A funny thing happened at the gym. My favorite class is called “Intensati,” where we pound it out to high-intensity aerobics as we repeat the call of the instructor who is yelling out positive affirmations—kind of like positive psychology on your feet. One little part of the routine is to clap your hands together overhead, then in front of you, finished by a clap behind your back. This particular move is called “Appreciation” (don’t ask me why). Some women who are fit and athletic jump in the air, while others, like me, who are averse to bouncing, prefer to stay more grounded. After this went on for a bit, the instructor had us form two large circles we would have to jump up while reaching out and clapping the hands of the woman on either side.
How was this going to work, I wondered? We are such different heights and varying capabilities. And yet, as we began, I noticed that instinctively, each woman’s hand met every other’s woman’s hand without fail. After a few rounds, I heard the instructor yell out 16! 15! 14! And I realized (with some alarm) that we were counting down that many repetitions, and now that I was performing them albeit with more effort, I didn’t think I had that many moves in me. But, of course, I did it—16 times—because the woman to my right and the woman to my left needed my hand to be there—16 times. And it wasn’t even that big of a deal, after all. Because when you connect to other people, when you are part of a community, even briefly, you get to be a stronger, bigger, and better version of yourself.
The Third Time’s the Charm
In Vayakhel, we read again about the building of the Mishkan, the portable tabernacle in the desert. First, in future tense, the Torah provided us with the details of how to build it. But then the Torah gives us the exact same information in the past tense—what we did, in fact, build. Why the repetition? Is this a version of spiritual gymnastics?
“If you believe you can destroy, believe you can repair.”
— Reb Nachman of Breslov
By most accounts, the building of the Mishkan occurred after the sin of the Golden Calf, which created a spiritual rift between G‑d and the Jewish people. What relationship doesn’t experience episodic moments of disconnection, a protective shrinking back to one’s own borders in the face of pain and confusion? Under the right circumstances, even the most robust bonds can fray or snap. Until the moment the universe personally slams us up against the wall, our hypothetical reactions to challenges are all untested dogma. We like to think that we know who we are, but sometimes, especially when we feel betrayed, we break the faith, we shatter, and like Humpty Dumpty, we fall from the wall of our beliefs of how the world is supposed to be. And then what? What’s our next best move?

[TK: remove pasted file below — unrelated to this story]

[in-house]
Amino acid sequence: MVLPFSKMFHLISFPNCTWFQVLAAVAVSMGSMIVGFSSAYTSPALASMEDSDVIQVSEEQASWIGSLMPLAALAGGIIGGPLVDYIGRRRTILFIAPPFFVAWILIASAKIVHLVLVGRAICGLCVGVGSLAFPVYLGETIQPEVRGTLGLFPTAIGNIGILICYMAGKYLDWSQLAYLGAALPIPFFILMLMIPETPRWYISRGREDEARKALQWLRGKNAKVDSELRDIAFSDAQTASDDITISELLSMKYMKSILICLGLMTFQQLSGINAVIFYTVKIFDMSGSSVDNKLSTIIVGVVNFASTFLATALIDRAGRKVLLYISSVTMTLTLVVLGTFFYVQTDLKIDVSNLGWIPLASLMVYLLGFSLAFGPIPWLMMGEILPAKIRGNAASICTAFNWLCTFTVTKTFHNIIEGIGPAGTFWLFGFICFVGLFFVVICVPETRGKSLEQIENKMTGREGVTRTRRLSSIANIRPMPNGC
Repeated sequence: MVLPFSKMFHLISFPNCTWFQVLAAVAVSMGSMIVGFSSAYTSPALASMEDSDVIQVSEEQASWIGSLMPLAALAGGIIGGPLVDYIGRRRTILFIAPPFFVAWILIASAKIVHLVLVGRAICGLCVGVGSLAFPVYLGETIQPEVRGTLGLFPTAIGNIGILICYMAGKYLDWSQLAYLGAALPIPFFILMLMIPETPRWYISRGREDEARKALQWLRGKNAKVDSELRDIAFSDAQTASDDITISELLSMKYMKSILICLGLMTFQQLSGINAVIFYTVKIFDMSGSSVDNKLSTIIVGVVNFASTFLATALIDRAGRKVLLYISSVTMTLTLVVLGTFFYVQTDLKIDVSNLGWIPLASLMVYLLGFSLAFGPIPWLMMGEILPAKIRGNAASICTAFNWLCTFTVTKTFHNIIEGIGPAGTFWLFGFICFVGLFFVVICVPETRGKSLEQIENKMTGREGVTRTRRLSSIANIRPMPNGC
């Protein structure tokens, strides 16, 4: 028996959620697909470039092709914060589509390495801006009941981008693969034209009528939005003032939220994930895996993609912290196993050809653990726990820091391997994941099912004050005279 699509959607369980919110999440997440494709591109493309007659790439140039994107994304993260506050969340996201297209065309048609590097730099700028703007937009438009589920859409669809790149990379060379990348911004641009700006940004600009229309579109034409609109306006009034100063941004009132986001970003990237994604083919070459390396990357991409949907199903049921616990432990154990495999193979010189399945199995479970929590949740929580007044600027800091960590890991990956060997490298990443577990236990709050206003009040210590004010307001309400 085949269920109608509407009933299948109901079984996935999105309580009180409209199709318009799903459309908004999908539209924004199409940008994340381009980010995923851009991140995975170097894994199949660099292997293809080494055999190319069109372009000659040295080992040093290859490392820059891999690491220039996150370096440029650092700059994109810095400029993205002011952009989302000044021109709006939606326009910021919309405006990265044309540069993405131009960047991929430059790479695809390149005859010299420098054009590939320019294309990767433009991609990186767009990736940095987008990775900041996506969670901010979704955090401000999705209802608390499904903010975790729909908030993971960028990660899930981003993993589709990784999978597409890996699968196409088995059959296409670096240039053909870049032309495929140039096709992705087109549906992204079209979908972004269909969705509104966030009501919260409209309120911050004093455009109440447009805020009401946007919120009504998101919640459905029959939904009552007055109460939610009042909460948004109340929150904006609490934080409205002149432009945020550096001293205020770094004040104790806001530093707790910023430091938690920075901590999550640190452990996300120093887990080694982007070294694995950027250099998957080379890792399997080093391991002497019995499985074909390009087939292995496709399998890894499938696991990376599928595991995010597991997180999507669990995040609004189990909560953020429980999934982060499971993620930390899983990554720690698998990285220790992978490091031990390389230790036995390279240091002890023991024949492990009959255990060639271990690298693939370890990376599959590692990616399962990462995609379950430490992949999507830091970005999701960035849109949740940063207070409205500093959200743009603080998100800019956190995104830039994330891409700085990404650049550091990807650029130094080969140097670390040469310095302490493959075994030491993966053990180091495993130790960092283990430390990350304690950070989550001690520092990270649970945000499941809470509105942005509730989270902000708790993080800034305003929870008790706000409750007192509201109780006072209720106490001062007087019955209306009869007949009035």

Where Do You Want to Go From Here?
The message of Vayakhel is this: Gather up your broken pieces and rebuild. Construct a holy sanctuary. Don’t wallow in despair and self-defeat. Reconnect. Restore. Repair. G‑d gave us an eternal set of blueprints with which to reconstruct after we self-destruct—a spiritual compass by which to regain our bearings, and to achieve happiness and joy even after we’ve taken a beating and endured loss.
How do we get there? Not by being passive. We can’t create resilience in dark times or heal by the mere act of looking at a set of blueprints. We actually have to build something. We have to construct that which we have been shown is possible so as to come out on the other side and say, Look what I created! This is not a one-and-done thing. And no one can do it alone.
While officiating at a funeral, a rabbi remarked to the circle of graveside mourners: “Judaism is not a spectator sport.” Quite right. Judaism is a “team sport.” We built the holy Mishkan as a community, and each tribe camped around it. For the strength of a community lies in a circle of unbroken connection, facing the center, the Source from which our true power emanates.
As a portable structure, the Mishkan was designed to move with us. In the 40 years of our wanderings, we broke and set up camp over and over, sometimes even coming back to a place where we had previously encamped. Today, we are over here. Tomorrow, we may be someplace else. Some days, we find ourselves back in a place that we thought we had outgrown, and we come face to face with that old dragon again. We break. We heal. We break again as we lose and then regain our center. Perhaps the measure of our ability to make peace with this cycle is the speed with which we regain our spiritual equilibrium. Otherwise, we may fall down the proverbial rabbit hole.
To be whole is to be holy, to keep what is eternally true at the center of your world and the core of your being. But it ain’t easy. On those days when you want to give up, where you feel like you can’t reassemble the broken pieces or jump in the air one more time, know one thing for certain: We’ve got this! Our hands will meet, and somehow, it will be OK.
G‑d told us that when we build the Mishkan, He will dwell—not within it, but within us. We are not alone. We have G‑d. And we have each other. That is a pretty good message, and one worth repeating, even for the third time.